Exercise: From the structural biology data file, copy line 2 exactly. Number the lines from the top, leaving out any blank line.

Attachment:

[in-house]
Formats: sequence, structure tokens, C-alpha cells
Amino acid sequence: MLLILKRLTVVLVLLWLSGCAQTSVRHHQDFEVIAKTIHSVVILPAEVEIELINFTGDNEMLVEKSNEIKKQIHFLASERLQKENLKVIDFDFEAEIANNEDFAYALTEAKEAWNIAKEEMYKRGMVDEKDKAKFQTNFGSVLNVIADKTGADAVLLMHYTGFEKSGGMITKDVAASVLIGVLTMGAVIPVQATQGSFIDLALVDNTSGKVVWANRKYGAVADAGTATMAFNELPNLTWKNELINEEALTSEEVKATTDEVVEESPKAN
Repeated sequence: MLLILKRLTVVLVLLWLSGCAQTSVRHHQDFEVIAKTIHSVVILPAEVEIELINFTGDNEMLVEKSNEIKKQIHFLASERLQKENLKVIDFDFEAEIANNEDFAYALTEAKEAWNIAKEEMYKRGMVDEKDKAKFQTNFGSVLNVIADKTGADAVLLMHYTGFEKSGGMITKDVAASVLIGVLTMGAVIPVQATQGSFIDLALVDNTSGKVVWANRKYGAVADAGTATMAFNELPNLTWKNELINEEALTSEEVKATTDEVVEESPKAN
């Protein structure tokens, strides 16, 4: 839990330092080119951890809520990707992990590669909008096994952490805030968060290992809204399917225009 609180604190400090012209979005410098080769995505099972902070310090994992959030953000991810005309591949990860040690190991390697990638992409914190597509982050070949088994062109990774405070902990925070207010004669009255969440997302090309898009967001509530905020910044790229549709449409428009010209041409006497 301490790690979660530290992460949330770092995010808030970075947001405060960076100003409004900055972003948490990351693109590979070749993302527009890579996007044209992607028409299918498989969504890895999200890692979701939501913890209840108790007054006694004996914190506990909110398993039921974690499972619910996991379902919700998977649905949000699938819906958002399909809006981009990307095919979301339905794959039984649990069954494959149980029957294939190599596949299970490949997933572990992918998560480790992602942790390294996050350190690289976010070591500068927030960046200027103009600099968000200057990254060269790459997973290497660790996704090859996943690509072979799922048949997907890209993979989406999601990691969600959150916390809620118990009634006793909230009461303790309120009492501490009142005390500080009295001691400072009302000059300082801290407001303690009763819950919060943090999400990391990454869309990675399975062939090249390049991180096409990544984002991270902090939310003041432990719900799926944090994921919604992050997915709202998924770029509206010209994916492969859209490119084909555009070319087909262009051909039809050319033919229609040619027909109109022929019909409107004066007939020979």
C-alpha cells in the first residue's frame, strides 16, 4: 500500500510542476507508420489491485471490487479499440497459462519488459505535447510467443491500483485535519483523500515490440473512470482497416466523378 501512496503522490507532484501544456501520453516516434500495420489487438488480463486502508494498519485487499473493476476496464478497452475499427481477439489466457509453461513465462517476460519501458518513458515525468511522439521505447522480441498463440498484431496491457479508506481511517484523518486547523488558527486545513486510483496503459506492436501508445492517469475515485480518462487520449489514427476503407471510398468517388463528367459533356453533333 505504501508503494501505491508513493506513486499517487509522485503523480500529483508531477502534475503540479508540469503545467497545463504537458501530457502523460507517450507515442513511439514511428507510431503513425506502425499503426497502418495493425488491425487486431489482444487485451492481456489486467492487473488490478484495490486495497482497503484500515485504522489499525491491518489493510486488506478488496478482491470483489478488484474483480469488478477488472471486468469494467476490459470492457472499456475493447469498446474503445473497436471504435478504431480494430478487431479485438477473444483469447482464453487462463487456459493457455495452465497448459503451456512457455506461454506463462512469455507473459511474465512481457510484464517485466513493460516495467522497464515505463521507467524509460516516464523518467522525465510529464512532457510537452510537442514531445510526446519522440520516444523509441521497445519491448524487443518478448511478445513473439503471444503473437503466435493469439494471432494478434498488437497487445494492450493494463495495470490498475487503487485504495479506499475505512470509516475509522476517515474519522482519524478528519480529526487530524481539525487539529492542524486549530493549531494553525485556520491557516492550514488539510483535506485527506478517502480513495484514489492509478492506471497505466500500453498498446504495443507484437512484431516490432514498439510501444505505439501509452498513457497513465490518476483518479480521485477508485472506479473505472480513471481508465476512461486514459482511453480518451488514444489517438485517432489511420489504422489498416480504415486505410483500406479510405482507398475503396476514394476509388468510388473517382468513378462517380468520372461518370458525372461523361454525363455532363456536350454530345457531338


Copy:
Formats: sequence, structure tokens, C-alpha cells